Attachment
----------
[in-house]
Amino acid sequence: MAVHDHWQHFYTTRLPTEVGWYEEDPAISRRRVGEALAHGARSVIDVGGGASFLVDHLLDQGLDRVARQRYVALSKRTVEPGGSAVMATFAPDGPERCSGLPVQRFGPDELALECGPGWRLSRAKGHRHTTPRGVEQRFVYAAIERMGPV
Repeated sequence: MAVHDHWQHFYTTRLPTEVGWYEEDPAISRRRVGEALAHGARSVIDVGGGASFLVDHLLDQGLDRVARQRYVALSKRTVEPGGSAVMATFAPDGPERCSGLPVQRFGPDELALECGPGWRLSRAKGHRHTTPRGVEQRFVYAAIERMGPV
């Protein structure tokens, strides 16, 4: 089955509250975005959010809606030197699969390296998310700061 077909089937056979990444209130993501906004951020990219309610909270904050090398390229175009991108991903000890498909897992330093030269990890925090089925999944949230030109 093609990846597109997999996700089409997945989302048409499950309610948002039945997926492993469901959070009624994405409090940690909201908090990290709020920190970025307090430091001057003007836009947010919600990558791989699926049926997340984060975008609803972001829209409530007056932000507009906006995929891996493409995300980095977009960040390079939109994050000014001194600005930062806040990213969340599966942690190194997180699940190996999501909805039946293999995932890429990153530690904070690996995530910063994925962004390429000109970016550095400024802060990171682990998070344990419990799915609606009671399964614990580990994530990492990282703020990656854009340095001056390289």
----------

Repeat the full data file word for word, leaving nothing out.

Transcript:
[in-house]
Amino acid sequence: MAVHDHWQHFYTTRLPTEVGWYEEDPAISRRRVGEALAHGARSVIDVGGGASFLVDHLLDQGLDRVARQRYVALSKRTVEPGGSAVMATFAPDGPERCSGLPVQRFGPDELALECGPGWRLSRAKGHRHTTPRGVEQRFVYAAIERMGPV
Repeated sequence: MAVHDHWQHFYTTRLPTEVGWYEEDPAISRRRVGEALAHGARSVIDVGGGASFLVDHLLDQGLDRVARQRYVALSKRTVEPGGSAVMATFAPDGPERCSGLPVQRFGPDELALECGPGWRLSRAKGHRHTTPRGVEQRFVYAAIERMGPV
């Protein structure tokens, strides 16, 4: 089955509250975005959010809606030197699969390296998310700061 077909089937056979990444209130993501906004951020990219309610909270904050090398390229175009991108991903000890498909897992330093030269990890925090089925999944949230030109 093609990846597109997999996700089409997945989302048409499950309610948002039945997926492993469901959070009624994405409090940690909201908090990290709020920190970025307090430091001057003007836009947010919600990558791989699926049926997340984060975008609803972001829209409530007056932000507009906006995929891996493409995300980095977009960040390079939109994050000014001194600005930062806040990213969340599966942690190194997180699940190996999501909805039946293999995932890429990153530690904070690996995530910063994925962004390429000109970016550095400024802060990171682990998070344990419990799915609606009671399964614990580990994530990492990282703020990656854009340095001056390289």